“for Jesus the essential thing for salvation is orthopraxis, not orthodoxy. This implies reversing the current emphasis on doctrinal purity toward purity (never fully attainable) of praxis. … Doctrine is important only to the extent that it leads us to orthopraxis.”

Against the tendency under John Paul II and Benedict XVI to elevate all levels of church teaching to a binding level, the letter says this:

“It is also necessary to distinguish between doctrines of fundamental importance and doctrines of secondary or tertiary relevance. The doctrines of ‘first importance’ will be those that have historically been shown to be closest to Jesus and his message, so they can be considered a condition for professing the Catholic faith. … If this distinction is not made, there is a risk of confusing what is fundamental for a Christian life with what is not.”

The letter expresses the hope that such a distinction would foster ecumenical rapprochement with Protestants and the Orthodox.

Without naming Amoris Laetitia by name, the letter affirms those interpretations of Pope Francis’s apostolic exhortation which consider moral teachings to be an “ideal” rather than an absolute demand in all circumstances. It cites favorably the practice of Protestants and the Orthodox which allow the divorced and remarried to remain in full communion with the church. Regarding sexual relations it states:

“[T]he voice of an open and educated conscience has the last word, predisposed to doubt the impulse of desire and counteract it. However, we believe that Catholic morality would benefit from a systematic review of its traditional positions under the magnifying glass of the distinction between what is the ideal and what is the minimum required of each person.”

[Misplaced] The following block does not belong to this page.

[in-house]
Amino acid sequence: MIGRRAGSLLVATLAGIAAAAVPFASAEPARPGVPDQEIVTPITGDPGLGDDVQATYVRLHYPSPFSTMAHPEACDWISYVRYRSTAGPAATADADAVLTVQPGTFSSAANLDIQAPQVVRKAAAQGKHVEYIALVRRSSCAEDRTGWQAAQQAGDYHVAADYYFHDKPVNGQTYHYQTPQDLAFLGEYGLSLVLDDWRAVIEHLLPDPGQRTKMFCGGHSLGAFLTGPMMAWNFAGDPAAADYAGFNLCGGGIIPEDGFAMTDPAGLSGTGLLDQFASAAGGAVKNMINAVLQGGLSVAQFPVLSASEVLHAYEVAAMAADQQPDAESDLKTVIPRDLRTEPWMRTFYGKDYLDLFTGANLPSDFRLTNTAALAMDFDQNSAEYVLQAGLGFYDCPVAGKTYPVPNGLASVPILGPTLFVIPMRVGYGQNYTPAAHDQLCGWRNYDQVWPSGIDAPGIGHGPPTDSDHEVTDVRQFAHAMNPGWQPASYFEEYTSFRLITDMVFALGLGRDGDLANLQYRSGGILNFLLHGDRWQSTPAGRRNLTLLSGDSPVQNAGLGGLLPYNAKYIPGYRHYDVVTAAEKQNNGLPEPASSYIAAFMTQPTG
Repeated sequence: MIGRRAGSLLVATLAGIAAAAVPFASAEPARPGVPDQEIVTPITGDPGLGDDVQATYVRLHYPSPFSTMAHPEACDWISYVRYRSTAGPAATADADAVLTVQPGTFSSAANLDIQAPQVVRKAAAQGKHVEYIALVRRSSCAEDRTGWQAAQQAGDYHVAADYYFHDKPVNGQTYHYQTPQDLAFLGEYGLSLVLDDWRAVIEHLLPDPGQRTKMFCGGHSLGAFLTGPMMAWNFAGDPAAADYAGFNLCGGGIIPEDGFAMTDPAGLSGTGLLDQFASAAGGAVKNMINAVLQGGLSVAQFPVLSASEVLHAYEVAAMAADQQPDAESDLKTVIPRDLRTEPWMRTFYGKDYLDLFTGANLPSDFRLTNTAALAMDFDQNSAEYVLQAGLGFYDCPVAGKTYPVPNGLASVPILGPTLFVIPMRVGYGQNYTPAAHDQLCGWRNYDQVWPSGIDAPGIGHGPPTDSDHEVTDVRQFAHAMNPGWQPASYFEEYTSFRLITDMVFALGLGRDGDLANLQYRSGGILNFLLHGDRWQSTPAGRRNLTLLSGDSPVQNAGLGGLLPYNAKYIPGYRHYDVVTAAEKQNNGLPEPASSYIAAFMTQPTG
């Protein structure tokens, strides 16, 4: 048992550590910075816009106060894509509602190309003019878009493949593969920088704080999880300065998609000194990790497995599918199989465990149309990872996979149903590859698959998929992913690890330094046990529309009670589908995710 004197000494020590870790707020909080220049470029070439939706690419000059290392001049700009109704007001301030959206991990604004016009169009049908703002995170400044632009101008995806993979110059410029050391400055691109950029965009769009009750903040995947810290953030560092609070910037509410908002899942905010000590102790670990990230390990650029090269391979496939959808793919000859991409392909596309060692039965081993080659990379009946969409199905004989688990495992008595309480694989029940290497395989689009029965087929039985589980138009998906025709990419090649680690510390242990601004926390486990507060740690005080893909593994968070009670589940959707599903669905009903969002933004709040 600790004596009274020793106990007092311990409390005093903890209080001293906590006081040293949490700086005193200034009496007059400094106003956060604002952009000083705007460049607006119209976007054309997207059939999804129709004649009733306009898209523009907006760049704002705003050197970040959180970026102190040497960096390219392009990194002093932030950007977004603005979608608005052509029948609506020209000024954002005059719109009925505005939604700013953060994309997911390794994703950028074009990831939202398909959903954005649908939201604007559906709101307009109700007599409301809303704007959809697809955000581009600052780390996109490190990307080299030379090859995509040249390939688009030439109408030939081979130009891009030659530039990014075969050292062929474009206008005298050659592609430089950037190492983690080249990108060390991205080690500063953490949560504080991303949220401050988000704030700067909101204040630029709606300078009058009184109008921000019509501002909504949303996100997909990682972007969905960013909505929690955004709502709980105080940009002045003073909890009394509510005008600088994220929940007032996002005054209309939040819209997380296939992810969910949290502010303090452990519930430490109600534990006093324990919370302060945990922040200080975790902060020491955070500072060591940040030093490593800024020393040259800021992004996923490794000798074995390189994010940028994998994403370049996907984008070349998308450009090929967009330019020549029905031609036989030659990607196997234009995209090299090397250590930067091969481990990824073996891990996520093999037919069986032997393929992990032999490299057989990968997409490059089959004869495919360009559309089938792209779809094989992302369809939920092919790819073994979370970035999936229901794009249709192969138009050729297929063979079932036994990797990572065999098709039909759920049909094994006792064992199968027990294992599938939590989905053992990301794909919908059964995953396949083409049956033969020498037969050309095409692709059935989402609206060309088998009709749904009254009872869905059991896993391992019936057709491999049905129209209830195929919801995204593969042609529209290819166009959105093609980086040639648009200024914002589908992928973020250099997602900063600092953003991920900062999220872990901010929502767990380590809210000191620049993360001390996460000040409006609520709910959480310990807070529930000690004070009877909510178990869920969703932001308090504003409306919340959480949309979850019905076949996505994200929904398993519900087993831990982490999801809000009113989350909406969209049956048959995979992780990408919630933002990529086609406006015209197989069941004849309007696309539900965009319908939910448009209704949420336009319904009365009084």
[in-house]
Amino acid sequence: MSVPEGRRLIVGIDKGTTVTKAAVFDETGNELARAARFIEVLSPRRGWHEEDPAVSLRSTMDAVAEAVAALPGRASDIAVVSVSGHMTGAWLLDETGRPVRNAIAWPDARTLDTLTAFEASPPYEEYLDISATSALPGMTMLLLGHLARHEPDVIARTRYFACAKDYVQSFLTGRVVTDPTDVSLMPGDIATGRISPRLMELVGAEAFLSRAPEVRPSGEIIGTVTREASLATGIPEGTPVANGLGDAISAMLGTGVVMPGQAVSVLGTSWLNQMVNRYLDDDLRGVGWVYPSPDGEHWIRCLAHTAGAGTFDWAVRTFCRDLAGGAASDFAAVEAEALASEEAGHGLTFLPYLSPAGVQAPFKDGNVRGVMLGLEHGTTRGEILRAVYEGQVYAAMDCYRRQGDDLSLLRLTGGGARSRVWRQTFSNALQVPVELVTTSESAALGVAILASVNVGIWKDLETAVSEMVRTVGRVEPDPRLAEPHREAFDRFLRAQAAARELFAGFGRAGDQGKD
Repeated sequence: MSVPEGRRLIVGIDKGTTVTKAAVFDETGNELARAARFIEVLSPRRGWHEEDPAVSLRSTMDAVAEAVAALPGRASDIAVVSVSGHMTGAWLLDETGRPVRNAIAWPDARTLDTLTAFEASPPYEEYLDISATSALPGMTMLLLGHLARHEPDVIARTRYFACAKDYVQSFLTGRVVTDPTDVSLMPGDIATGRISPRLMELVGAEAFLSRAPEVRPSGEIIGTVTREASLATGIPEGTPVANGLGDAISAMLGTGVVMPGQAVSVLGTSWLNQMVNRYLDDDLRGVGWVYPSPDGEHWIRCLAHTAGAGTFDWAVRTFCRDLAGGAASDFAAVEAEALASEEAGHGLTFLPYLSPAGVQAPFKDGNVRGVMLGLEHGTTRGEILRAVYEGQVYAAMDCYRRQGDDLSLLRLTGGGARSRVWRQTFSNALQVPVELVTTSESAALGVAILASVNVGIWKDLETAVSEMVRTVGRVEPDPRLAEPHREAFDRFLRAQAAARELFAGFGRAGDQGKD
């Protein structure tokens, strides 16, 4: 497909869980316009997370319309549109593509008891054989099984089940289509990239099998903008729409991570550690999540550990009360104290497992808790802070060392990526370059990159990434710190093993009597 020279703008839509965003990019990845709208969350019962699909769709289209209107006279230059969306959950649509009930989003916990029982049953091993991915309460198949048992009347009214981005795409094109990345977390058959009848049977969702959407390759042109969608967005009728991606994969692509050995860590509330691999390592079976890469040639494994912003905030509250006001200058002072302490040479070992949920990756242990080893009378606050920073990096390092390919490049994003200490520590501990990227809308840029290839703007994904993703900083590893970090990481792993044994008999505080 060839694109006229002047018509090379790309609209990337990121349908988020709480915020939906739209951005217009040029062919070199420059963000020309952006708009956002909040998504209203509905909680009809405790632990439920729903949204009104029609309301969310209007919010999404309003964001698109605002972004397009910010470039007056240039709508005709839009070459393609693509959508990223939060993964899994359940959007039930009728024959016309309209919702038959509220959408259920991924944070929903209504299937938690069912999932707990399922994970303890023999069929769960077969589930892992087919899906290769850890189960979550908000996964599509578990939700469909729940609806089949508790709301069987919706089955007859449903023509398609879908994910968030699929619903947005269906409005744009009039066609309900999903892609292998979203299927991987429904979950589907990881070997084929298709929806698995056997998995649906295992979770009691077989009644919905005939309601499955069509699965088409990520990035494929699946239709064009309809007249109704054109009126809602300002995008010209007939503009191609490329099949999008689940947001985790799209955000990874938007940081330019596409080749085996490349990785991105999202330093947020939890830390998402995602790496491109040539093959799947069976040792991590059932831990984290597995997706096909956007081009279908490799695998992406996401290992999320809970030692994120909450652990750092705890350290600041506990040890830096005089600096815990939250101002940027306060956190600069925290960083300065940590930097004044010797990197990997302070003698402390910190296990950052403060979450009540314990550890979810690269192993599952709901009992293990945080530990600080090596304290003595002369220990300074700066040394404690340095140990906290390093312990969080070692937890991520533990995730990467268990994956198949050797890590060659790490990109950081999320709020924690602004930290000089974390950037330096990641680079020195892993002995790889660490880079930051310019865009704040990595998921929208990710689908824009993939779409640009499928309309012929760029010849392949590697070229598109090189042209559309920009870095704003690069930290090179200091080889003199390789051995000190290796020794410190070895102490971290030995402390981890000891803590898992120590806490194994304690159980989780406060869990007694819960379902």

Regarding the character of the institutional church, the letter charges that it

“today resembles much more the structure of a ‘Prussian army’ than a community of the faithful, with an apex of those with power and a base which is passive and obedient.

It calls for decentralization, with some “oversized” authority now held by the pope devolved to the level of bishops. “[H]owever much respect we owe the Pope and his teaching, not everything that he or his predecessors say and do is necessarily good and correct,” the letter states.

The letter proposes greater equality for women in the church, stripping the leadership of its historical machismo. But “[p]erhaps, for some, it is too soon for the idea of ​​a female priesthood.” Regarding clerical celibacy the letter states that

“it is time to return to the practice of earlier eras in the West and to this day in the Eastern rites of our own Catholic Church, that priests, at least diocesan priests, can be married. Celibacy would be required only for monastic life and religious orders whose labor requires it.”